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I recently reviewed a paper (general applied mathematics context). During the review, I realized that the fairly general ideas introduced in the paper can potentially be applied to a specific problem in a similar context. The authors did not mention this application in their paper, so I suggested to add a short comment about it in my review.

I later started thinking about the application in more detail and tried out some things, which actually seem to work quite well for this application. Now, the paper is still in the review process and might take some time until it gets published. What is the proper way how to proceed here in order to use the ideas and results which I in my exclusive position as a reviewer saw? How can I refer to the paper that is still under review? How can I best discuss the ideas with my co-workers (and potential co-authors) without disclosing that I reviewed the paper?

The paper under review is not available online on any preprint servers such as arXiv etc

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    I think you should wait until it will be published. – Mikey Mike Jul 1 '16 at 9:39
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    Related: academia.stackexchange.com/questions/23354/… The context is slightly different, but the advice is much the same. – zibadawa timmy Jul 1 '16 at 13:25
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    The paper doesn't exist for you outside of the realm of review duties. You need to treat it as if you do not know about it. Until publication. – Captain Emacs Jul 1 '16 at 16:13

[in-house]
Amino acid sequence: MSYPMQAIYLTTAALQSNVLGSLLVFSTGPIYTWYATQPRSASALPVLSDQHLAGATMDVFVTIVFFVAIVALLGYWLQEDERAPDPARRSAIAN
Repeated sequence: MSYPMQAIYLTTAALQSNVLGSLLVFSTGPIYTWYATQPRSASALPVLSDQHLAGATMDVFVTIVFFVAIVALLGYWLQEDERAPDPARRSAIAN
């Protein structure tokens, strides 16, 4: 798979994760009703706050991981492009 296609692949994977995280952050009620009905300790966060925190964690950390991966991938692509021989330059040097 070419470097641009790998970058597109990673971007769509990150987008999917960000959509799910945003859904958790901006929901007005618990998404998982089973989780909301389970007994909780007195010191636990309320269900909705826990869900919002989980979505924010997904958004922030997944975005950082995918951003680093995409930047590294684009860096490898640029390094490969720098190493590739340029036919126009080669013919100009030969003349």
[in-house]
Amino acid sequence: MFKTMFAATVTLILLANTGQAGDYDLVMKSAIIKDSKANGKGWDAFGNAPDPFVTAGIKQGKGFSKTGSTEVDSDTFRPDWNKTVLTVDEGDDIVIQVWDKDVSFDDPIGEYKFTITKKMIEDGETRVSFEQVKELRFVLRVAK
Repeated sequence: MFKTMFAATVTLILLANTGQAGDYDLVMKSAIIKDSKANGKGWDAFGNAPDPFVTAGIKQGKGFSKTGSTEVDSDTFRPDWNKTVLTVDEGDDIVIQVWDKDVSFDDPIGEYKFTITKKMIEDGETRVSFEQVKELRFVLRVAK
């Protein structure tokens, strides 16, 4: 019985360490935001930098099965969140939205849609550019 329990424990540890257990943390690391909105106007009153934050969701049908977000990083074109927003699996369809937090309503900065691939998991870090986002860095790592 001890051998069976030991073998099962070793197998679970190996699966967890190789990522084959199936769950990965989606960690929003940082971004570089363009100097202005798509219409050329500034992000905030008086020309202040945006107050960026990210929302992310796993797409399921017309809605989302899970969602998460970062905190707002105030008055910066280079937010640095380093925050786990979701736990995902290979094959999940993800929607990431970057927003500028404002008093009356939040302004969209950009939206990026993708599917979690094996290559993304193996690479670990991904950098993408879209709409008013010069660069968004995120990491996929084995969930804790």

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    @NajibIdrissi This is surely no problem if the paper is on arXiv, which, unfortunately is not the case here – user3825755 Jul 1 '16 at 16:54
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    Is there a way you could have found out about the existence of the paper, apart from having reviewed it? For example, have the authors given a talk about it at a conference (or are they scheduled to give a talk at some future conference)? If so, you could write to them saying that you're interested in the topic of their talk, and asking whether they have a preprint that they could send you. If they send you a preprint, then you could legitimately use it for your own work (and cite it, and thank them in your paper for providing the preprint). – Andreas Blass Jul 1 '16 at 18:51
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You can't ethically do anything based on ideas from this paper until it is made public (by the authors as a preprint, or by the publisher). In particular, before that point you can't refer to the paper, you can't use the ideas without referring to it, you can't publish or otherwise disseminate results based on it, and you can't discuss it with other people, including your collaborators. It can be really frustrating to know something important and be unable to tell anyone else for the time being, but there's no way around it ethically.